Apple and Spatial Computing’s Threat to Privacy

Apple and Spatial Computing’s Threat to Privacy

Spatial Computing entered the chat

A new buzzword took the stage earlier this year when Apple released the Vision Pro, a device they described as their first spatial computer. The key takeaway is that Apple is showing us that we are at the verge of a new paradigm shift: Just as desktop computers gave way to mobile computers, the next generation of computers are spatial, with an understanding of the physical world and the ability to display information in the correct physical context.

But don’t let the snazzy new form factor of the Vision Pro fool you! Apple has been making spatial computers, of the handheld variety, for some time now. Modern smartphones are already capable of spatial computing and augmented reality, and have been waiting for the killer app to demonstrate the utility of rendering information in space.

Augmented reality is a faster language

In environments like Retail, spatial computing is already proving to be an invaluable asset - even with handheld devices. Putting incidents, tasks and products in their physical context makes it easier for staff members to find what they’re looking for and to communicate with each other. In work environments with high employee turnover, this accelerated knowledge transfer is a force multiplier. Adding the dimension of space to our language  increases the bandwidth of our communication. Augmented reality is a faster and more precise language.

Of course, augmented reality’s potential for entertainment has also been demonstrated by one of the most successful apps of all time: Pokémon GO. Billions of dollars have been made by millions of people looking at the world through augmented eyes.

And therein lies the rub. The kind of fine-grained positioning needed for augmented reality cannot be provided by the GPS system, which needs line of sight to several satellites to be able to get even a rough positioning estimate. In the amazingly dense and vertical environments of cities like Hong Kong, the GPS system is starting to show its age - and for indoor environments it is ruled out all together.

Seeing the world through your eyes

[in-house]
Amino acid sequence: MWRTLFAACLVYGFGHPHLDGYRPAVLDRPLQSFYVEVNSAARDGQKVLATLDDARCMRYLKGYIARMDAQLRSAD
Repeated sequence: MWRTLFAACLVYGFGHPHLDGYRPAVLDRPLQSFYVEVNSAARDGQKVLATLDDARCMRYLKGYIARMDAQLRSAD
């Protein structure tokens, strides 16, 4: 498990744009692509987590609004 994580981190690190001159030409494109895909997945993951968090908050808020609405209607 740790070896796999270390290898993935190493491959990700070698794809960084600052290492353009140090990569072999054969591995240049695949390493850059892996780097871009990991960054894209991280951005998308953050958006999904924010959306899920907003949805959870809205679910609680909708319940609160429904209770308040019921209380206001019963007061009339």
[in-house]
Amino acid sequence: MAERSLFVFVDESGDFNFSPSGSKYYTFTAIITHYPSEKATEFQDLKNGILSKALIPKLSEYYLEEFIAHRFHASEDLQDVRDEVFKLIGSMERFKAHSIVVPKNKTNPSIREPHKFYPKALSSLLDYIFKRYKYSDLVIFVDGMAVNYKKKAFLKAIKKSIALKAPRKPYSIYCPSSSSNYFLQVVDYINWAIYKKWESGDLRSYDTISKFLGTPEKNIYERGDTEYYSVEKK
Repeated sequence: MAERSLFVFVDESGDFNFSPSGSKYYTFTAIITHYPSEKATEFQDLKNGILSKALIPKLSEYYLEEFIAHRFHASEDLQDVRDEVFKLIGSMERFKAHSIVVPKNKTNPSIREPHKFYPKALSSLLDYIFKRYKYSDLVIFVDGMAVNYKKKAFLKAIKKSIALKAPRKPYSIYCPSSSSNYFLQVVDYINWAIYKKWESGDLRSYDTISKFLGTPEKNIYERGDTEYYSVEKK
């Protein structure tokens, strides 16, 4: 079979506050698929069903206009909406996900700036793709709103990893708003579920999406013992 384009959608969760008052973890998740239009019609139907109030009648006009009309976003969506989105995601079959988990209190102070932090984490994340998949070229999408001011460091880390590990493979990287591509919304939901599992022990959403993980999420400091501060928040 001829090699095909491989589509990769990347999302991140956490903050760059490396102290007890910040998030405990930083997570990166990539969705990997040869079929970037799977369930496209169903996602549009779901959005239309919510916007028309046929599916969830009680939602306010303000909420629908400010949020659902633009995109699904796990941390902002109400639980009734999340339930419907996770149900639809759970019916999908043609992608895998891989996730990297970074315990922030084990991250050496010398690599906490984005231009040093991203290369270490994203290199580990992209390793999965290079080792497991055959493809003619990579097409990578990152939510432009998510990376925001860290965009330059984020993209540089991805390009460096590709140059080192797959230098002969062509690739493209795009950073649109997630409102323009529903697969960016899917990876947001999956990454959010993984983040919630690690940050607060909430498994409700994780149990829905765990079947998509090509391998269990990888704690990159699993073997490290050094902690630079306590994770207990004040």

To provide this fine-grained positioning, applications like Pokémon GO make use of the camera feed of the device. The image data from the device is compared, typically in a proprietary cloud, to a vast 3D reconstruction of the world.

For those of you who are paying attention, that means that augmented reality opens up the device to an extreme form of surveillance capitalism: corporations seeing the world through your camera - a camera that will one day be worn on your face, as Apple, Magic Leap, Microsoft and others are trying to show us.

The Decentralisation movement would do well to pay close attention to this development and consolidation of power. Should we allow the likes of Google and Meta to literally see the world through eyes? The science fiction author Alastair Reynolds recently penned the chilling short story “End User” to show just how dangerous that level of surveillance capitalism can be. It’s a thought-provoking piece with a hauntingly plausible plot line.

The call for decentralisation

The posemesh is the world’s first decentralised positioning service, allowing for fine-grained positioning without gathering data for a centralised authority or vendor. The blockchain enabled protocol lets us come together as a community to provide decentralised physical infrastructure (DePIN) for spatial computing in a way that is privacy-preserving. Those that care about decentralisation should pay close attention to this emerging battleground, because the foundational stack for positioning the AR metaverse will hold the keys to the most powerful surveillance machine ever devised. We should hope for the sake of our species that this power does not fall into the hands of any central authority or vendor.

Nils Pihl

Nils Pihl

Nils Pihl is the CEO and cyberdelic shaman @ Auki Labs and Matterless. He is a behavioural engineer and social transhumanist specialising in the intersection of modern technology and human behaviour.